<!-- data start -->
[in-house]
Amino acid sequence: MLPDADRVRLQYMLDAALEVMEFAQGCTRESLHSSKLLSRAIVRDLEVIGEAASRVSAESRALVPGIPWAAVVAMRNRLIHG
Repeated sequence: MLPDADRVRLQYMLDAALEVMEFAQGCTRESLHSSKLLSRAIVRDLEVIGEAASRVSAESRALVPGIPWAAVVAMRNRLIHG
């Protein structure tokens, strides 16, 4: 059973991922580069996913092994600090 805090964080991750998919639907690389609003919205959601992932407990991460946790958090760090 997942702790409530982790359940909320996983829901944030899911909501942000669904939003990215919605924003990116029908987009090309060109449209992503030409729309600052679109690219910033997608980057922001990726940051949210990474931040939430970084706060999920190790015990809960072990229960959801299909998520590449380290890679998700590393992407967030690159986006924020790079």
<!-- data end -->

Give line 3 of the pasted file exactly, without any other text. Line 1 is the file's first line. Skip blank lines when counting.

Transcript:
Repeated sequence: MLPDADRVRLQYMLDAALEVMEFAQGCTRESLHSSKLLSRAIVRDLEVIGEAASRVSAESRALVPGIPWAAVVAMRNRLIHG